Multiphase flow simulation of hydraulically fractured wells with pre-existing natural fractures is a challenging task. Discrete fracture network (DFN) is an effective method to simulate a system of anisotropic fracture network. In DFN method unlike double porosity approach, fractures can be defined in different scales and in different apertures and directions such that all details of fractures will be included in the simulation. Also all the interactions and fluid flow in and between the fractures and within the matrix are modelled in a unified manner, using the same computational grid.

We developed software based on DFN model in which both induced fractures and pre-existing natural fractures can be placed at any location and direction in the geological model. Then, quadrilateral unstructured grids are generated using Paving method. Quadrilateral grids are more efficient and more flexible than triangular grids such that the number of quadrilateral grids is reduced to half. A drawback of algorithm in this mesh generation process is that very small grids are generated in the intersection of fractures and in the ends of the fracture grids due to the size difference between the fracture and the matrix. In order to avoid severe time-step restrictions associated with small cells, an endpoint transformation method is used to replace the quadrilateral grids with the triangular grids at both ends of the fracture. As a result, the number of very small grids at the ends of fractures is notably decreased.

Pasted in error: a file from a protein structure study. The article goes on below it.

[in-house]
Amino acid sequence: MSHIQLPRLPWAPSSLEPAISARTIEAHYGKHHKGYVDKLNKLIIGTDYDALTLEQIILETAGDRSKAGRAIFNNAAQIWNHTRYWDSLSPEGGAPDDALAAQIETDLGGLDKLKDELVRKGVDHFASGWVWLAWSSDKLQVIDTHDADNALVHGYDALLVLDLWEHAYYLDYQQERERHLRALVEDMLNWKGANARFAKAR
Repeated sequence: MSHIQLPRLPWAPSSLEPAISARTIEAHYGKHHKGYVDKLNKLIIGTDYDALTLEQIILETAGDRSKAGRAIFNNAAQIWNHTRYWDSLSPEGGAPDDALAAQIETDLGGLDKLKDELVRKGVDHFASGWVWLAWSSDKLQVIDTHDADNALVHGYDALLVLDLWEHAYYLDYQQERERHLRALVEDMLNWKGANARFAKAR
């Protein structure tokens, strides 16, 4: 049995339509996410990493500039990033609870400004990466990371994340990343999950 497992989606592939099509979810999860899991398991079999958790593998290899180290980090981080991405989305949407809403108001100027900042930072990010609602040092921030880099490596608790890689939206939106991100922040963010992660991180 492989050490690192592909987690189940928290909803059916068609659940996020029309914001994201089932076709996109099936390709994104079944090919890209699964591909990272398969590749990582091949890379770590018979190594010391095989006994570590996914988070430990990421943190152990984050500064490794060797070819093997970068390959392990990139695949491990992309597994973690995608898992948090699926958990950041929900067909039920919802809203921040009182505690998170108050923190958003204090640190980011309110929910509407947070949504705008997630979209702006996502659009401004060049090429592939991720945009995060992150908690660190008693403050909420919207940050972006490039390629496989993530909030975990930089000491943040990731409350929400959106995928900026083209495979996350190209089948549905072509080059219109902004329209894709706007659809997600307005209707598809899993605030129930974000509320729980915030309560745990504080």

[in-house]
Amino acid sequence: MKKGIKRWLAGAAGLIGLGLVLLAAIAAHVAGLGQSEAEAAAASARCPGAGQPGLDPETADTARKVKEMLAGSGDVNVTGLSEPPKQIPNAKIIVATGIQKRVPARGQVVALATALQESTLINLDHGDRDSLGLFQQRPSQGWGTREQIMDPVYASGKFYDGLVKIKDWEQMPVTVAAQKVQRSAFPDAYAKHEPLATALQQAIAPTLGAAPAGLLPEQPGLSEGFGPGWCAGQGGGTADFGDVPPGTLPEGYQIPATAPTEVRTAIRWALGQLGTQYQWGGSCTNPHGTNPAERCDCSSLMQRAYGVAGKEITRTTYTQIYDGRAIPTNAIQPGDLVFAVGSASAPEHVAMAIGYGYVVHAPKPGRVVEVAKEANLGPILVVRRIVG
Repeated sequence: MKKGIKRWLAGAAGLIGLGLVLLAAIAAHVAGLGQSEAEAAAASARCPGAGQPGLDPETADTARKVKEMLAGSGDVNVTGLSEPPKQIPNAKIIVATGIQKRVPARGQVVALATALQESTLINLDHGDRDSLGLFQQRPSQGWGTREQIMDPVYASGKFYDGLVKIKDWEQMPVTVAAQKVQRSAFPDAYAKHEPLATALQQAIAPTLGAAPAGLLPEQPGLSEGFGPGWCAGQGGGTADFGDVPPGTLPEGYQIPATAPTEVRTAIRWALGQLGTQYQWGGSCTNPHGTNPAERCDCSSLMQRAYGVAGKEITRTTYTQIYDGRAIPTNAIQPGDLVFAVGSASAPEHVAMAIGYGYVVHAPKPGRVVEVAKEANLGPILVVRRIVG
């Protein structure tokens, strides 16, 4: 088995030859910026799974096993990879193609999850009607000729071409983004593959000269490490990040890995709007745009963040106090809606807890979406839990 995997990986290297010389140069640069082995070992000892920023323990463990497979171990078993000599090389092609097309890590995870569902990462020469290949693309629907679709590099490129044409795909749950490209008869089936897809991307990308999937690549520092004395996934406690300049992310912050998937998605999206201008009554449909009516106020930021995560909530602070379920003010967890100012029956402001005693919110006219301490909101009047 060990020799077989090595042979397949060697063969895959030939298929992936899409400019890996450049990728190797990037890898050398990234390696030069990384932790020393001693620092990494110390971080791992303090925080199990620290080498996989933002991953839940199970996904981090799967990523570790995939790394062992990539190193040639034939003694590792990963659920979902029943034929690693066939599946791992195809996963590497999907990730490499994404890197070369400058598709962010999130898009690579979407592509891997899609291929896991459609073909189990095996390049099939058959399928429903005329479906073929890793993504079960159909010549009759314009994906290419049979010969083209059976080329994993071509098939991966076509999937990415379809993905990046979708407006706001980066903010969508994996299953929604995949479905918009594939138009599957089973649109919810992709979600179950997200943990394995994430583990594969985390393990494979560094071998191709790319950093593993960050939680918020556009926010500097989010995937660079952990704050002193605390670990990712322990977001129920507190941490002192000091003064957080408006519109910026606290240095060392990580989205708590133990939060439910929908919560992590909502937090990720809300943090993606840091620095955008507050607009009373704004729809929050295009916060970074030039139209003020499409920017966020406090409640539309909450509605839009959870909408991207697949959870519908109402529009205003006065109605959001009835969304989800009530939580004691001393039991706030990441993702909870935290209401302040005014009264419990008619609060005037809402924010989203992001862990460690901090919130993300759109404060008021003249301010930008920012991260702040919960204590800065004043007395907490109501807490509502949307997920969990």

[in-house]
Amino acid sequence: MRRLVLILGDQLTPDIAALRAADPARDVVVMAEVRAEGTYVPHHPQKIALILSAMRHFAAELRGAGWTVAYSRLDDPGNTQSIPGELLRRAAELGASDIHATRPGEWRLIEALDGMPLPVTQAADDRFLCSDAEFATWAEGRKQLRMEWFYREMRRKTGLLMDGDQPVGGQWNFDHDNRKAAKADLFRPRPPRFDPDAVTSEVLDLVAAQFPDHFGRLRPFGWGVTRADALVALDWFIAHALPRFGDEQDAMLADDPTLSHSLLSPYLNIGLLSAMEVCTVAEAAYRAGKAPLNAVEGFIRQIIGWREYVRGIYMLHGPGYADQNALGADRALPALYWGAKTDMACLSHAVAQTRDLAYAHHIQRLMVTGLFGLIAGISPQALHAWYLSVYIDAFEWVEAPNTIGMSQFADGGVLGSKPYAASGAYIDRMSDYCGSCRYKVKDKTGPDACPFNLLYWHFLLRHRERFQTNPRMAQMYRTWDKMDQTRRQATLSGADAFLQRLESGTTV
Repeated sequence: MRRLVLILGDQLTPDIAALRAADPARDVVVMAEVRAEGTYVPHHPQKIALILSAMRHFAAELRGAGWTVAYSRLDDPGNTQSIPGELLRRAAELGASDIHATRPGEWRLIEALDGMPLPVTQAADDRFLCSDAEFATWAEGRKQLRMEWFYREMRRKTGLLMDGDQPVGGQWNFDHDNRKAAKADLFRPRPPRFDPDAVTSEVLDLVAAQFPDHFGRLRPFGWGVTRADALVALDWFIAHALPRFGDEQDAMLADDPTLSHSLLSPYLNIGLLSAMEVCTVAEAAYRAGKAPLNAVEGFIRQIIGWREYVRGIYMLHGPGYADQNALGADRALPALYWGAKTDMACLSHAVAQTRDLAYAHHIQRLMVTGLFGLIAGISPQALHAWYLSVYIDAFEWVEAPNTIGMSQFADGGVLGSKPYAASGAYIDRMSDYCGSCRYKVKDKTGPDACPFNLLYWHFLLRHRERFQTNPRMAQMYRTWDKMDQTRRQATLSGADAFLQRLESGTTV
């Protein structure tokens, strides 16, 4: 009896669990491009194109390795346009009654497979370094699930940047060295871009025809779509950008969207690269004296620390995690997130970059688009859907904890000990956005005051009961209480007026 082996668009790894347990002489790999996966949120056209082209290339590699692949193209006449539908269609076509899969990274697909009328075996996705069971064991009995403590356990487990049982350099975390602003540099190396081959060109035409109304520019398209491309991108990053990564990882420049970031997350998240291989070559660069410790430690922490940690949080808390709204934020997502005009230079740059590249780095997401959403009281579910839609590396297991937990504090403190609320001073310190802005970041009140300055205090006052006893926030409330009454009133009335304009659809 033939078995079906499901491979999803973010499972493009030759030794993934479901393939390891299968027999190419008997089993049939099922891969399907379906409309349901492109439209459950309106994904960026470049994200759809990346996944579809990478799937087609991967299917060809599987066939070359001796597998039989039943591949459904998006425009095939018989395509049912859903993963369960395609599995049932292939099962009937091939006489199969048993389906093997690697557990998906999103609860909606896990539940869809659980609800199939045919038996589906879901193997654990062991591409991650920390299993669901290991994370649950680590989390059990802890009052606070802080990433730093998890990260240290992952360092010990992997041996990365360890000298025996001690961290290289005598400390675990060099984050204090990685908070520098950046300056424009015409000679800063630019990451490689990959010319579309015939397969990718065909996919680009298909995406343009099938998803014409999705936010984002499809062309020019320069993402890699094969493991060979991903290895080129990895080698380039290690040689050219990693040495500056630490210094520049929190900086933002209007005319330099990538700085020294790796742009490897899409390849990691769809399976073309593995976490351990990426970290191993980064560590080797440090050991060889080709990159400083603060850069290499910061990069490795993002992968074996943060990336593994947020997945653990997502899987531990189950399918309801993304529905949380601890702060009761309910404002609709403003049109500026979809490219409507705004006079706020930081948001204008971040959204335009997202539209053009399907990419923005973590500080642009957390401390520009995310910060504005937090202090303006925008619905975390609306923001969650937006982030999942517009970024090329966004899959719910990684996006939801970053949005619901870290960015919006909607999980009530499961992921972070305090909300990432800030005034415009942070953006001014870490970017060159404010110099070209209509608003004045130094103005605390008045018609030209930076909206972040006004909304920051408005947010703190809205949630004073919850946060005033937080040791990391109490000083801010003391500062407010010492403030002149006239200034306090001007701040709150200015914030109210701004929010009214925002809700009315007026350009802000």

In this paper, the results of two-phase flow simulation in a hydraulically fractured well with pre-existing natural fractures are presented. For solving the pressure and saturation equations in each grid, the inter region of quadrilateral mesh is taken as a control volume cell and the governing equations are solved using MPFA (Multi-Point Flux Approximation) technique which is designed to give a correct discretization of the flow equations for general non-orthogonal grids. Finally the results of our software are tested to verify its validity in theory, algorithm, and efficiency in calculation.

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